Much love and keep reading, keep writing until next time. xxx

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Book Links:

Amazon: Here

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Thank you Aaron Brinker for joining me and my readers and welcome to you all to my author interview series – A Cup of Conversation. Aaron has been one of my writing buddies on Twitter for a while now and I just love the way he faces the challenge of writing with a sharp creativity and a realistic attitude. He is one of my first ever male authors to be featured in this special series so I hope you will give him a warm welcome as he shares his writing routines and plans for the future.

1. When did you start writing creatively?

I started writing creatively when I was in Middle School. It wasn’t until College that I started pursuing it for publication.

2. Which author has most influenced your own writing style?

Ted Dekker has been a major influence. With reading a lot of classic Authors: Twain; Rawls; Bradberry; Lee; and even Faulkner, these have also lent analytical inspiration to some of my writing.

3. What personal experiences are reflected in your writing?

A lot of my personality, mannerisms, and painful experiences have been used in my stories.

4. How did you choose the title of your latest book or book series?

I haven’t yet decided on a title of my current Work In Progress. The title Second Chances was chosen due to a second chance to possibly make amends.

5. In your current book, either released or as a WIP, who is your favourite character and why?

        I’d have to say my favorite character from my current WIP would be the Archangel Michael. He is a total bad ass, yet a complete smart          ass at the same time.

6. What are you working on at the moment? What’s next?

I am currently working on the story following Mane of Redemption. My next project could be any of three choices: The story following my WIP, a sequel to Second Chances, or a Crime Thriller that has been itching to be written.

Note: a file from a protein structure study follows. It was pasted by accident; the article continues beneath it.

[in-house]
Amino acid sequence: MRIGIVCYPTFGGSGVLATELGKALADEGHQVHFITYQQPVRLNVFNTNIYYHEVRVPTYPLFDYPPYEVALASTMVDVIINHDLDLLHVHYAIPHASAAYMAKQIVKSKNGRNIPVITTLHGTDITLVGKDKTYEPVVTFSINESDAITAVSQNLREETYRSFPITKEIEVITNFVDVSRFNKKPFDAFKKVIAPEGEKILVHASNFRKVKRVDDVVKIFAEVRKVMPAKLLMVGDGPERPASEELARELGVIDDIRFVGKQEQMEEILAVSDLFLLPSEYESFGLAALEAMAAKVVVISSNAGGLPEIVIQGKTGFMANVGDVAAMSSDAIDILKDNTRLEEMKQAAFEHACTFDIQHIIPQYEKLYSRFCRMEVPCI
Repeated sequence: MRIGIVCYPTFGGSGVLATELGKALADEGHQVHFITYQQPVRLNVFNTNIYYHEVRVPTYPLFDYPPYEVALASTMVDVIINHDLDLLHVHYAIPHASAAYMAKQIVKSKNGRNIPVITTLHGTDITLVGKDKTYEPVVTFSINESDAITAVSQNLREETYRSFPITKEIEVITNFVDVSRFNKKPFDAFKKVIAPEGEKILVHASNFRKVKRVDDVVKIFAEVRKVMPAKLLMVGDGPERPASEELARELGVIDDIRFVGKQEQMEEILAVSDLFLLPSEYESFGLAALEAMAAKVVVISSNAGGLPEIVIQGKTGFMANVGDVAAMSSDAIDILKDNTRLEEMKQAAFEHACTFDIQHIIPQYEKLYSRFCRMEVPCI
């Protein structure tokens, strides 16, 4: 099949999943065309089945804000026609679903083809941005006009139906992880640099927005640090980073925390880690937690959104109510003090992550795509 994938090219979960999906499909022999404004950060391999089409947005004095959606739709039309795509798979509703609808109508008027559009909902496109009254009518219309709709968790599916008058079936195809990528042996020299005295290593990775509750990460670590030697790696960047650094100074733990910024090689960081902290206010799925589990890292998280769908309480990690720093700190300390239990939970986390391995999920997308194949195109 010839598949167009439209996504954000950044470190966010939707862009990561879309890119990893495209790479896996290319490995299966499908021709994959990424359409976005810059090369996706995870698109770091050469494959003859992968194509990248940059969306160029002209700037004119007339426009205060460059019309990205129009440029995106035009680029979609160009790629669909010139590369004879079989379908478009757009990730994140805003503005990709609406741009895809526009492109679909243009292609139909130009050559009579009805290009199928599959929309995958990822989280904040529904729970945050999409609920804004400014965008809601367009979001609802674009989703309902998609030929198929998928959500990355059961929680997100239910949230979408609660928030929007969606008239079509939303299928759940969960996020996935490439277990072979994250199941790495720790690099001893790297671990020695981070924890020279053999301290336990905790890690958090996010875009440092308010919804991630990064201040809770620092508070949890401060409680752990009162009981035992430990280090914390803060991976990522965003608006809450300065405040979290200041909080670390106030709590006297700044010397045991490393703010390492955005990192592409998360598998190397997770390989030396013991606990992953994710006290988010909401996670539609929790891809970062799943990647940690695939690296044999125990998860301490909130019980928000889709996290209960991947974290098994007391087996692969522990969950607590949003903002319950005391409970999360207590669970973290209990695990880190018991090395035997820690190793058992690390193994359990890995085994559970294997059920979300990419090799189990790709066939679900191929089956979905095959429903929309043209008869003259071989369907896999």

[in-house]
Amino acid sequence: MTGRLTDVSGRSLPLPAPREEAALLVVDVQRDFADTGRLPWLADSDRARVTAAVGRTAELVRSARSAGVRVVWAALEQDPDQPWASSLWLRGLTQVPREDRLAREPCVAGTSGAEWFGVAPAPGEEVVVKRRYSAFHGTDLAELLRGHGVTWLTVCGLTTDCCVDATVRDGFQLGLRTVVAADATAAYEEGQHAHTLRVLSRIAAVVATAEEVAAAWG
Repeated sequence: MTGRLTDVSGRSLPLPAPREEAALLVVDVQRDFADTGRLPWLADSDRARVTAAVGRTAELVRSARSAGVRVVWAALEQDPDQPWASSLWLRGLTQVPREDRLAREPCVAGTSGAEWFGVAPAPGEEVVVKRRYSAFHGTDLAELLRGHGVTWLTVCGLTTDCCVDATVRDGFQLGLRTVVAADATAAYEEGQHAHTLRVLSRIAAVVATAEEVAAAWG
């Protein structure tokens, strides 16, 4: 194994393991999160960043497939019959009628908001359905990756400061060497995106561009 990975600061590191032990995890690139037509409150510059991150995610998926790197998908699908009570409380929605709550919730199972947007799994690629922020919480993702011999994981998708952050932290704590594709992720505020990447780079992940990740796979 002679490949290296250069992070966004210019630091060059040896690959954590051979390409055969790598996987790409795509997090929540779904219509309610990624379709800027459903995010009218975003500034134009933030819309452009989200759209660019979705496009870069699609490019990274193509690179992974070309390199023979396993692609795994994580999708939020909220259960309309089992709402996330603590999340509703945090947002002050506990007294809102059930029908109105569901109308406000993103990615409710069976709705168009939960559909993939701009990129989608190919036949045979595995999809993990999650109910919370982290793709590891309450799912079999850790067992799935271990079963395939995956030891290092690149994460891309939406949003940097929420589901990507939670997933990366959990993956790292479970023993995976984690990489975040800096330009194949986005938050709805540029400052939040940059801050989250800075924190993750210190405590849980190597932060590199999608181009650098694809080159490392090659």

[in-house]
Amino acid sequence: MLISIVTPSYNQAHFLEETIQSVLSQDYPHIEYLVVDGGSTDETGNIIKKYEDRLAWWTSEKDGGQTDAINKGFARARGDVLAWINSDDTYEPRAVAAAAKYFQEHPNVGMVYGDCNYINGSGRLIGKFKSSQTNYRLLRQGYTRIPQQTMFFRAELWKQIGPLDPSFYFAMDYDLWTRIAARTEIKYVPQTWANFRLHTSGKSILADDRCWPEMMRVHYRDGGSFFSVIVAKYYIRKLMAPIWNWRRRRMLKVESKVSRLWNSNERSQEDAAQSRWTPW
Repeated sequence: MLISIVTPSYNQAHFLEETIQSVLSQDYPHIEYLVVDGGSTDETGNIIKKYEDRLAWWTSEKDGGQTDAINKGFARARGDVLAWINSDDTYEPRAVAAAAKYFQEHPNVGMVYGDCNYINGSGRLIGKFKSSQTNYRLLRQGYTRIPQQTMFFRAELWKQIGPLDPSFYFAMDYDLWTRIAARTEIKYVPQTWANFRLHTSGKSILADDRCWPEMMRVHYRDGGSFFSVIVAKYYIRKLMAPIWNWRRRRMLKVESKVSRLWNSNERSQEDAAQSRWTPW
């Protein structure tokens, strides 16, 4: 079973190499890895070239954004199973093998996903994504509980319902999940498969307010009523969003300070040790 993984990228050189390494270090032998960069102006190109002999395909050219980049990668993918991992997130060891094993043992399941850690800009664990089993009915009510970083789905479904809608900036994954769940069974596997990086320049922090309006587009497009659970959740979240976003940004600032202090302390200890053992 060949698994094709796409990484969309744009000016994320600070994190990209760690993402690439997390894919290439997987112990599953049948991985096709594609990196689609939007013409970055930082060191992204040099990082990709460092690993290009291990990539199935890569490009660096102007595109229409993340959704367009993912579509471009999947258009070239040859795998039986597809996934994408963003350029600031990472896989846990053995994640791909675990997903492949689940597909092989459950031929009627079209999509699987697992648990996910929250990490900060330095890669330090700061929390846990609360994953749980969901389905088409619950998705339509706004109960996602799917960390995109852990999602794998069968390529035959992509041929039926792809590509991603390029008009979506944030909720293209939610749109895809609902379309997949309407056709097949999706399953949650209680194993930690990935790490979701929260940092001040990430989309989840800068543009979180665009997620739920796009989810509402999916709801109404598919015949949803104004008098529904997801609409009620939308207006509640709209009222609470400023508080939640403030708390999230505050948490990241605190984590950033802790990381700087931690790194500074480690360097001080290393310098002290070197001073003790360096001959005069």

7. Where do you write and do you have a writing routine?

I had a pretty solid writing routine until we moved to Arkansas. I have an office set up and will hopefully be getting set in a new routine soon.

8. Who edits your work? Is it something you do or do you have a professional editor?

I tend to edit my own work. My wife usually edits after my first round except for Second Chances and other stories that aren’t her genre of choice.

9. What’s your favourite go-to snack when writing?

I honestly can’t remember my go to munchie when writing. Coffee is my drink of choice though.

10. Is there any aspect of the writer’s life you least enjoy and why?

With being a Self-Published Author, I would have to say trying to promote on a budget. I love the great interaction and feedback with followers, but it takes so much time away from writing. Twitter in general is one you have to be on frequently to get the largest reach.

       11. What advice would you give to someone looking to write their first book?

To the first time author, I would say to do your research, find the best fit for you, and be sure to challenge yourself in your writing.

        12. What two things frustrate you the most about the writing industry?

Probably the difficulty in actually selling books and getting very few reviews from those who have read your work.

13. Are you a planner or a pantser?

I’m a mix. I outline each book with beginning, middle, and end. I use note cards for each scene or chapter and write a brief description           (less than a sentence) of what happens in each. I then allow the characters to write out their own instances within each scene/chapter.

         14. What’s on your current to-do list?

My current to-do list consists of a few crime thrillers, the sequel and possible third book following Second Chances, and the rest of the           Redemption Series.


Thank you so much Aaron and to you all for joining us and if you would like to connect with Aaron his social media and book links can be found below. Until next time, Happy Writing, Happy Reading!